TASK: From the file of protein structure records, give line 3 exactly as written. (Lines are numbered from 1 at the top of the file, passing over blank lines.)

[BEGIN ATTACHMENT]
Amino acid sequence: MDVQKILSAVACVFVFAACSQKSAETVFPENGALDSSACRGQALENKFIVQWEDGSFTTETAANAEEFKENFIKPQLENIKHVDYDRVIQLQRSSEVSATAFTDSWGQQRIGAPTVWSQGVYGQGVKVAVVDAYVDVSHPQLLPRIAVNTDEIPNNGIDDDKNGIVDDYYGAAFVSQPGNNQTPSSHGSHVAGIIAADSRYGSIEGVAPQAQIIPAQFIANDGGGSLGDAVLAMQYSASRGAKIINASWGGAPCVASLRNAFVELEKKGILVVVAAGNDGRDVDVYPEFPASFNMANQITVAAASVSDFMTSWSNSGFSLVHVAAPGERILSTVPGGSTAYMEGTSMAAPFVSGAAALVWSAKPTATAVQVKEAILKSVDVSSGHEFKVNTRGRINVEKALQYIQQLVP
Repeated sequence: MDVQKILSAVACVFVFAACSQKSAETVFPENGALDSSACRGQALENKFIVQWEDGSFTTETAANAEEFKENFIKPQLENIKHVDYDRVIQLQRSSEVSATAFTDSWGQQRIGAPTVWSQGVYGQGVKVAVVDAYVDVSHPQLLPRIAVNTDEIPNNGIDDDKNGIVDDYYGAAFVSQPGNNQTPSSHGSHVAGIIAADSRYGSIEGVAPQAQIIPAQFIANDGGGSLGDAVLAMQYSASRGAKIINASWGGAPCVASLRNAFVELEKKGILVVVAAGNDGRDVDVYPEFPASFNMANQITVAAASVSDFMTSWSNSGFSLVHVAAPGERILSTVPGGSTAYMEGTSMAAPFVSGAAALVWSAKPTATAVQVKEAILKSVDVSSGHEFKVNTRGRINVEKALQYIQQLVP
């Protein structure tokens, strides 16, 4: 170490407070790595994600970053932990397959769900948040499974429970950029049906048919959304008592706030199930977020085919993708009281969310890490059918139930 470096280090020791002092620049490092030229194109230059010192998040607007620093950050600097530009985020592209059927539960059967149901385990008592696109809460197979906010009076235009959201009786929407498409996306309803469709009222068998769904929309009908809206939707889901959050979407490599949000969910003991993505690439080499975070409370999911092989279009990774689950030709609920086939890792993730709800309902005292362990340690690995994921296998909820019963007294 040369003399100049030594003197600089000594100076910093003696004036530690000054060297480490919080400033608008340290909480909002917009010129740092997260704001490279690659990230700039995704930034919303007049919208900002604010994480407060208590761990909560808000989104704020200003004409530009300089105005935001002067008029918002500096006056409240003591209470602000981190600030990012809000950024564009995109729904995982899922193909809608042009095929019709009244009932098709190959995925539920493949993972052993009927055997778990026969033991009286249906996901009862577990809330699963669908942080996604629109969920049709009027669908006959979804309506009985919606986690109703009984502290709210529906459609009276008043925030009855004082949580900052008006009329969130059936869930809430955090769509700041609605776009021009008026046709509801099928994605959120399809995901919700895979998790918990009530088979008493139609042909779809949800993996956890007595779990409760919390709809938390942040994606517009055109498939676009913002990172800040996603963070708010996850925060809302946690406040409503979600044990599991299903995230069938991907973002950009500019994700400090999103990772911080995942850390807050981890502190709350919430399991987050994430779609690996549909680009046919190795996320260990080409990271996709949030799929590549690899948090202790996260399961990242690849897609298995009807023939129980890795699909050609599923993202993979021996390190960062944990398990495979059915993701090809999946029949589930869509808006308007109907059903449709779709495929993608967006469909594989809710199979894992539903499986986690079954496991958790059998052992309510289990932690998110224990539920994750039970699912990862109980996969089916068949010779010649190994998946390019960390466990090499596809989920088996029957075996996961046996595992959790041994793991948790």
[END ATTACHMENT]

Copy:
């Protein structure tokens, strides 16, 4: 170490407070790595994600970053932990397959769900948040499974429970950029049906048919959304008592706030199930977020085919993708009281969310890490059918139930 470096280090020791002092620049490092030229194109230059010192998040607007620093950050600097530009985020592209059927539960059967149901385990008592696109809460197979906010009076235009959201009786929407498409996306309803469709009222068998769904929309009908809206939707889901959050979407490599949000969910003991993505690439080499975070409370999911092989279009990774689950030709609920086939890792993730709800309902005292362990340690690995994921296998909820019963007294 040369003399100049030594003197600089000594100076910093003696004036530690000054060297480490919080400033608008340290909480909002917009010129740092997260704001490279690659990230700039995704930034919303007049919208900002604010994480407060208590761990909560808000989104704020200003004409530009300089105005935001002067008029918002500096006056409240003591209470602000981190600030990012809000950024564009995109729904995982899922193909809608042009095929019709009244009932098709190959995925539920493949993972052993009927055997778990026969033991009286249906996901009862577990809330699963669908942080996604629109969920049709009027669908006959979804309506009985919606986690109703009984502290709210529906459609009276008043925030009855004082949580900052008006009329969130059936869930809430955090769509700041609605776009021009008026046709509801099928994605959120399809995901919700895979998790918990009530088979008493139609042909779809949800993996956890007595779990409760919390709809938390942040994606517009055109498939676009913002990172800040996603963070708010996850925060809302946690406040409503979600044990599991299903995230069938991907973002950009500019994700400090999103990772911080995942850390807050981890502190709350919430399991987050994430779609690996549909680009046919190795996320260990080409990271996709949030799929590549690899948090202790996260399961990242690849897609298995009807023939129980890795699909050609599923993202993979021996390190960062944990398990495979059915993701090809999946029949589930869509808006308007109907059903449709779709495929993608967006469909594989809710199979894992539903499986986690079954496991958790059998052992309510289990932690998110224990539920994750039970699912990862109980996969089916068949010779010649190994998946390019960390466990090499596809989920088996029957075996996961046996595992959790041994793991948790």